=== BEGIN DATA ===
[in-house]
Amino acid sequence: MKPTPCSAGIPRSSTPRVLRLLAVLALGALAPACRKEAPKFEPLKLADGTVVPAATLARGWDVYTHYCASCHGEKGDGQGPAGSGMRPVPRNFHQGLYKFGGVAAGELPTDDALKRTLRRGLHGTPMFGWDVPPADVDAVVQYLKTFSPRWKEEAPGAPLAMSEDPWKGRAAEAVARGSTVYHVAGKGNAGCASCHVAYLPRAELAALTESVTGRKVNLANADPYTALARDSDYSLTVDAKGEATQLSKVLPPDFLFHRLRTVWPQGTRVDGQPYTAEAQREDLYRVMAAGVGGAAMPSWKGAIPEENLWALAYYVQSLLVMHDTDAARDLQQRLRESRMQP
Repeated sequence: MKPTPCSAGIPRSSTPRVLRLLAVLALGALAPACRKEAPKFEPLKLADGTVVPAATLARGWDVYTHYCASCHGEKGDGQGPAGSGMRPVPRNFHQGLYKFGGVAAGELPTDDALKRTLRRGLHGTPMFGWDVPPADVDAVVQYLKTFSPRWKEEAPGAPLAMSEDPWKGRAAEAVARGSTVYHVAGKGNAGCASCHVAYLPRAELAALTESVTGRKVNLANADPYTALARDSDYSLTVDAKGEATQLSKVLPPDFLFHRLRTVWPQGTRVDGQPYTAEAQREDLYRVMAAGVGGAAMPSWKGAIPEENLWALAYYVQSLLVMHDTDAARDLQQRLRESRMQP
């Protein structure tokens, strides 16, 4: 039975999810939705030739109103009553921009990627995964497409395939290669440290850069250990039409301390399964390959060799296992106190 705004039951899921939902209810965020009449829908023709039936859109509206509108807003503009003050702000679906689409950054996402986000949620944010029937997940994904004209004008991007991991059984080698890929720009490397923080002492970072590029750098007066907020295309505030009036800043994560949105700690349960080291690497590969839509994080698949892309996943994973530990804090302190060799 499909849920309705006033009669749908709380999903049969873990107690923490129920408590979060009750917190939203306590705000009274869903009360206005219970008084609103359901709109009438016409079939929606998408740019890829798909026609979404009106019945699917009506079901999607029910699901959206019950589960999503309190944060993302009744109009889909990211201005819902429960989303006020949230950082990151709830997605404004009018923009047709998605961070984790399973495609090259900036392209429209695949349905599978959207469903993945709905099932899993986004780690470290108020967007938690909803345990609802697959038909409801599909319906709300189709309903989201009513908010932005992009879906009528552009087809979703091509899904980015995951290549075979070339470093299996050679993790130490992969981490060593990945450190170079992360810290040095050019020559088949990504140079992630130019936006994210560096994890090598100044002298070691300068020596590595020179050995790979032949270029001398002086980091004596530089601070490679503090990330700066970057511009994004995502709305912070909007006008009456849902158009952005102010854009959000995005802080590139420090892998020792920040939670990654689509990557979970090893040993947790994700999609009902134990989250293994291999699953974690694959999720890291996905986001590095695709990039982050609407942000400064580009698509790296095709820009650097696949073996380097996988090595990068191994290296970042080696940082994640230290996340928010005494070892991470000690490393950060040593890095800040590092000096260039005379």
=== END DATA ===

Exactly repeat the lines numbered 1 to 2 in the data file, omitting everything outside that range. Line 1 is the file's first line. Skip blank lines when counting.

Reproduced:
[in-house]
Amino acid sequence: MKPTPCSAGIPRSSTPRVLRLLAVLALGALAPACRKEAPKFEPLKLADGTVVPAATLARGWDVYTHYCASCHGEKGDGQGPAGSGMRPVPRNFHQGLYKFGGVAAGELPTDDALKRTLRRGLHGTPMFGWDVPPADVDAVVQYLKTFSPRWKEEAPGAPLAMSEDPWKGRAAEAVARGSTVYHVAGKGNAGCASCHVAYLPRAELAALTESVTGRKVNLANADPYTALARDSDYSLTVDAKGEATQLSKVLPPDFLFHRLRTVWPQGTRVDGQPYTAEAQREDLYRVMAAGVGGAAMPSWKGAIPEENLWALAYYVQSLLVMHDTDAARDLQQRLRESRMQP